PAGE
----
RAS is a family of related proteins that is expressed in all animals. KRAS is one of three RAS genes found in humans. RAS genes are mutated in approximately one-third of all human cancers. Image courtesy the NCI.
Cancer researchers have made great strides in developing targeted therapies that treat the specific genetic mutations underlying a patient's cancer. However, many of the most common cancer-causing genes are so central to cellular function throughout the body that they are essentially 'undruggable'. Now, researchers at UC San Francisco have found a way to attack one of the most common drivers of lung, colorectal, and pancreatic cancer by targeting the proteins it produces on the outside of the cell.
Their study, published January 23, 2018 in the journal eLife, reveals that cancer-causing mutations in RAS, a family of genes found in all animal cell types, creates tell-tale changes in a community of proteins on the surface of cancer cells. The researchers show that attacking these cells from the outside in - by targeting the altered proteins with antibodies - could be a viable therapeutic approach for previously undruggable cancer targets.
RAS serves as a major communication hub that relays information from outside the cell to as many as 12 different signaling pathways inside the cell, including the MAPK and PI3K pathways, which then collectively induce changes to our cells. Nearly one third of all human malignancies are caused by one of the three RAS isoforms (KRAS, NRAS and HRAS) being activated by a mutation, making RAS an important focus in cancer research.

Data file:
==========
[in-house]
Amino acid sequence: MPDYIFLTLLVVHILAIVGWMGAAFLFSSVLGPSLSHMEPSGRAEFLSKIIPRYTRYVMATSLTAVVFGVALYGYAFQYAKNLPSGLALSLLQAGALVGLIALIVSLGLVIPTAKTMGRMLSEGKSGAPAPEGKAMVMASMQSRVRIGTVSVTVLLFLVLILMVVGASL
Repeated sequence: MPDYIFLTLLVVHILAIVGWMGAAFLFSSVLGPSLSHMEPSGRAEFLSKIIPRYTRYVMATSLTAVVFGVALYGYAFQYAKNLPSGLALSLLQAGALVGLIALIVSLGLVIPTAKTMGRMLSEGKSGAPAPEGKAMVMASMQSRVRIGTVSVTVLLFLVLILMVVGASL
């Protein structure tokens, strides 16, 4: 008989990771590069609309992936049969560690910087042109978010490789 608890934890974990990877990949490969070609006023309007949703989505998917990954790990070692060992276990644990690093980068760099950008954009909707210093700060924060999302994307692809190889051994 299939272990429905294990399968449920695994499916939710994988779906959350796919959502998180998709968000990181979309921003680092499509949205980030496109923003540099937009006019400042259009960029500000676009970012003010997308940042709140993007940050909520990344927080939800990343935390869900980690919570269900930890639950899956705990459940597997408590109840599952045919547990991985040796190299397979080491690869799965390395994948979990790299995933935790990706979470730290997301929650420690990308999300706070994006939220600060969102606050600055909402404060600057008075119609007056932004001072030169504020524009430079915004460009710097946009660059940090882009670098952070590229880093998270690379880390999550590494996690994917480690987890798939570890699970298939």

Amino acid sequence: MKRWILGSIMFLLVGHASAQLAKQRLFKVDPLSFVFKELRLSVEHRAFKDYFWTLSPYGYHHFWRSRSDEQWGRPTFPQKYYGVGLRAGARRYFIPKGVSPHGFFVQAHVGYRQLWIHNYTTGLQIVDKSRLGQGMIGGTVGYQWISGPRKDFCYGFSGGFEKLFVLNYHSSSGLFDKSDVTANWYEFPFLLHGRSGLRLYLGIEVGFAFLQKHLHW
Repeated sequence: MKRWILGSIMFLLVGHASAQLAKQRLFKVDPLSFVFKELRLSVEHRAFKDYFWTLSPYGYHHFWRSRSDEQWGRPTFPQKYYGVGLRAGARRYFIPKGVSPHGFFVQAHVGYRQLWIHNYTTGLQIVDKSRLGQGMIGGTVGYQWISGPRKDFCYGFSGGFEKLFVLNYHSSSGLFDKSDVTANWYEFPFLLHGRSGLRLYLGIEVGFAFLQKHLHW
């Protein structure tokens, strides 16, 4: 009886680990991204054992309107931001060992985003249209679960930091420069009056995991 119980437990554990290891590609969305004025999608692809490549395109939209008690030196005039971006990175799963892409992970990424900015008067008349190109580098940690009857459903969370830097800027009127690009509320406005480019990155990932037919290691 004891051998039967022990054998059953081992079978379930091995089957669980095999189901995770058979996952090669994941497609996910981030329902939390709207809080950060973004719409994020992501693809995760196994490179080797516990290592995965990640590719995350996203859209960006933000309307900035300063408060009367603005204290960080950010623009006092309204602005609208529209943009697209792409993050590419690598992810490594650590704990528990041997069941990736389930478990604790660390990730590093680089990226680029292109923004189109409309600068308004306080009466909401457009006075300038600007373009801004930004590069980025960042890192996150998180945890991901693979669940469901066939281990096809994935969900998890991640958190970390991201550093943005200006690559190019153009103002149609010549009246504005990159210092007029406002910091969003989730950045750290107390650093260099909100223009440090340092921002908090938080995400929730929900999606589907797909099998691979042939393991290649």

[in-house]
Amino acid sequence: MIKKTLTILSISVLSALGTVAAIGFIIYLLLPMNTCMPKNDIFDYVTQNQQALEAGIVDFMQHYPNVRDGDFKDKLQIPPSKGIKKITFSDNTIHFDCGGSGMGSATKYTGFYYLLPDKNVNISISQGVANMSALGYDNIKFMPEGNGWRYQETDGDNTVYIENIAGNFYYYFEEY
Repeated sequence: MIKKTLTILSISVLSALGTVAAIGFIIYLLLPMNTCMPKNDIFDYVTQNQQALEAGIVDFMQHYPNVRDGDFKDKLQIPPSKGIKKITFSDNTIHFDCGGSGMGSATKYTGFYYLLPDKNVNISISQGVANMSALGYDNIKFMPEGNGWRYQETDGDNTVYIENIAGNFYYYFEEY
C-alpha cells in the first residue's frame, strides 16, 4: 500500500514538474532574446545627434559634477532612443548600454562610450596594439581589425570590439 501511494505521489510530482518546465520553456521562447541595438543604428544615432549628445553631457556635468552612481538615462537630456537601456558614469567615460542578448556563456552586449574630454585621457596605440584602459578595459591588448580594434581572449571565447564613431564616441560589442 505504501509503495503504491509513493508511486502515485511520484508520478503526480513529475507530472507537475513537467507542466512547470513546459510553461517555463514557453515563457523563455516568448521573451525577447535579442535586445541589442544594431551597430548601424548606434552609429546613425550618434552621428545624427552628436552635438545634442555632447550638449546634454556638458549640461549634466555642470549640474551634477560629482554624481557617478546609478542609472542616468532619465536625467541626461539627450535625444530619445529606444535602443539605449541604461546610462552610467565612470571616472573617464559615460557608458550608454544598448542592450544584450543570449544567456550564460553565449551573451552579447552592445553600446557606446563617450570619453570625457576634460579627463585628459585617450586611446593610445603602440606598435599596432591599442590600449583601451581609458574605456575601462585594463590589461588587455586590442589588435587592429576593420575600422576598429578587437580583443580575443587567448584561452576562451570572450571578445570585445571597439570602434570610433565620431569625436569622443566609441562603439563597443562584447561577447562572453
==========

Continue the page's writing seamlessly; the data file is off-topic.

"While there are intense efforts to target signaling pathways within the cell, very little is understood about how RAS signaling can regulate the set of proteins expressed on the surface of a cell at any time," said senior author James Wells, PhD, professor of pharmaceutical chemistry and member of the Helen Diller Family Comprehensive Cancer Center at UCSF. "More studies in this area would help us understand how mutations in RAS signaling drive malignancy, and may point to novel targets for antibody and cellular-therapy-based treatment in RAS-driven cancers."
Wells, who holds the Harry Wm. and Diana V. Hind Distinguished Professorship in Pharmaceutical Sciences at UCSF, began looking into the influence of RAS signaling on the proteins present on the surface of cells. Using an analytical technique called mass spectrometry, his team studied a particular cell line called MCF10A and discovered a signature of surface proteins that change when cells are transformed with a KRAS mutation called KRAS G12V, and driven by MAPK pathway signaling.